Network latency, or lag, is a reality that multiplayer games need to deal with. Messages transmitted over the internet take time to reach their destination. Depending on the route and the distance they travel, these messages can spend a relatively long time in transit. This can have a negative impact on gameplay experience, especially for quick paced client-server games like first person shooters. What seems to be a very simple experience, like shooting and hitting a target, is suddenly very difficult to make consistent and satisfying for players. Needless to say, making multiplayer games is hard and there are many problems developers need to solve. In this article, I will discuss what MechWarrior Online’s weapons system does to deal with lag.
One strategy for dealing with lag is to reduce the distance and thereby improve the route between players and the game server so that the lag is not as noticeable. This can be achieved by regionalizing servers and ensuring players only play on those servers that are closest to them. Or by ensuring that your game traffic takes routes through specific networks to optimally reach your servers. Unfortunately, this may not always be possible due to cost or can only be leveraged in a limited capacity; even then this will not necessarily work for players in rural areas or with limited internet connection quality. MechWarrior Online (MWO) is no different in this regard and uses regionalized dedicated servers to try and minimize latency for players. However, this often isn’t enough for most players and we still need to do more.
Client Side Prediction
Client side prediction is a phrase you may hear when people talk about client server multiplayer games. It is an important concept that makes it possible for multiplayer games to feel smooth and fluid, especially fast paced games. Without it, even a small amount of lag can be very noticeable and frustrating. The idea of client side prediction is simple: instead of waiting for the server to tell the client the result of an action, have the client predict the outcome of that action as though it happened immediately. For example, if the player wants to move forward, move the player immediately on the client and then send the move request to the server. As far as the player can tell, it appears as though they moved immediately even though the reality is that on the server they haven’t moved yet. If the game client’s predictions are always correct then the perception is that there is no lag. Of course predictions can’t always be correct and something needs to be done to address that problem, but that is beyond the scope of this article. MWO heavily depends on client side prediction. Both for its movement and weapon systems – when the player attempts to move their Mech or fire their weapons, the game will respond immediately.
Now that we have a client that responds immediately and appears to experience no lag, we have another problem. Although a player’s actions appear to take effect immediately, the world that they are responding to is out of date. Remember, we have only made it appear as though there is no lag, but information coming from the server is still delayed. That means the target a player sees on their client is not actually there on the server and even worse, once they shoot at that target and the firing request is received on the server, the target has moved even further from its original position. The time it takes to receive information from and then send a request to the server is referred to as round trip time or ping. Unless a player has zero latency, without any lag compensation, players would need to lead their shots ahead of a target in order to hit them; the higher the ping, the further ahead they would have to lead. As you can imagine this is very annoying for players. This is illustrated by the images below.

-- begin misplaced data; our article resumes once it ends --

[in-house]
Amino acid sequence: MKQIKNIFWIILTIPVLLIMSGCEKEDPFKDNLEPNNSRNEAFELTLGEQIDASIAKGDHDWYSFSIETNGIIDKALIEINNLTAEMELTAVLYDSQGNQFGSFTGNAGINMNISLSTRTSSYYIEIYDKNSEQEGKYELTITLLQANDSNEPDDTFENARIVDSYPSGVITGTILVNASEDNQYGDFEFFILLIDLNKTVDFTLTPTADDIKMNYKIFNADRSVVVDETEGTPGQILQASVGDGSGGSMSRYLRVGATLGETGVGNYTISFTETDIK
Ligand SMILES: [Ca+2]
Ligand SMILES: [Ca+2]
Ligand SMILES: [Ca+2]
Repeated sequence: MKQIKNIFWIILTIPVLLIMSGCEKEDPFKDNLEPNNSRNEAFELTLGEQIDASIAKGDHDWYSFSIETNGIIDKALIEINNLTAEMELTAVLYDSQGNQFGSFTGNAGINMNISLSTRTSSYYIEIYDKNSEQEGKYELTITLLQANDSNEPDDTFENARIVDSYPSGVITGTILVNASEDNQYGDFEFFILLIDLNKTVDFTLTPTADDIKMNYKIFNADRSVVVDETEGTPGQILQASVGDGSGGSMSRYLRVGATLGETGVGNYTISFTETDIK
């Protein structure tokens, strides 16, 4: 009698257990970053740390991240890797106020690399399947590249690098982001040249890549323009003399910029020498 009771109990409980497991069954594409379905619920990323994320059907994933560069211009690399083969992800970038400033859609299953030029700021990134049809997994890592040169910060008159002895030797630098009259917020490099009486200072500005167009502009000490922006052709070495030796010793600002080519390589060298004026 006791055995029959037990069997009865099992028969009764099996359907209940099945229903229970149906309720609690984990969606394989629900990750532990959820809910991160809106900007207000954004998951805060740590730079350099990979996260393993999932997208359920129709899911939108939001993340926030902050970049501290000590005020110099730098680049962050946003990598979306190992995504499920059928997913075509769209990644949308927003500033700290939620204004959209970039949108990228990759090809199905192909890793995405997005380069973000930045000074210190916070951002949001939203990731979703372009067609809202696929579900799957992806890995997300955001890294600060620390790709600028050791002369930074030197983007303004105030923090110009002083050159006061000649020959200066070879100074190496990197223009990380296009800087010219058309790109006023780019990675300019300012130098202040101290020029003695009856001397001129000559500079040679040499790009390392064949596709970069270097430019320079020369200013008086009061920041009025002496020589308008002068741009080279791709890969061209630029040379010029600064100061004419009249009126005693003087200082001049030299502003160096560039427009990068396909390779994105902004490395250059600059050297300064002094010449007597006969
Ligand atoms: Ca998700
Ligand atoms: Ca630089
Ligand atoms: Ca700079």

What the player sees when they are lagging
What the server sees when players are lagging
From the player’s perspective, it looks like they should be hitting their target dead on, but from the perspective of the server it looks like the player is completely missing. In order to deal with this problem we need to compensate for the lag of the player somehow.
At this point you may be wondering why even bother solving this problem. Since the client is predicting everything, can’t the client just tell the server they hit the target or not? The simple answer is yes, that is a possible solution; however, there is a very big caveat. The moment the game client is allowed to tell the server anything the potential for some form of cheating is created. On PC, a game client can trivially be modified and a smart cheater will modify the game client to send hit messages whenever they want, even when they aren’t near or can’t see targets. As such, this notion of client authority, especially in the case of dealing damage, is an incredibly risky proposition. If a multiplayer game is targeting a platform that provides some form of “protection” for the game client, like a console, then this may be a viable solution. But in the PC world, if you give the client any kind of control over the game’s state, it will almost certainly be exploited. There are many ways to combat cheating, but that is beyond the scope of this article. For our purposes, the safest solution is to leave the server in control and this is what MWO does.
In MWO there are two main categories of weapons and each needs to be lag compensated in a different way. These two categories are trace fire weapons – things like lasers and machine guns – and projectile weapons – things like missiles and ballistics. Trace fire weapons are much easier to deal with, so let’s look at them first.
Lag Compensating Trace Fire Weapons
Trace fire weapons fire instantly, impacting their target the moment they are fired. They do this by performing a ray cast or line trace against the current game world state to determine the impact point of the weapon. Therefore, what we need to lag compensate for is this line trace. If the server keeps track of the past positions and orientations of targets, the server could then use the player’s ping to determine exactly where the target was when the player shot. This is what the blue Mech in the image below represents. It is lined up with the position on the firing player’s screen above. MWO refers to the position of this blue Mech as the rewound position of the target. Now that the server knows where the target should be, it can move the target back to this spot, perform the line trace to determine if a hit occurs, then put the target back in its original spot. In this way, the server makes the prediction of the game client accurate.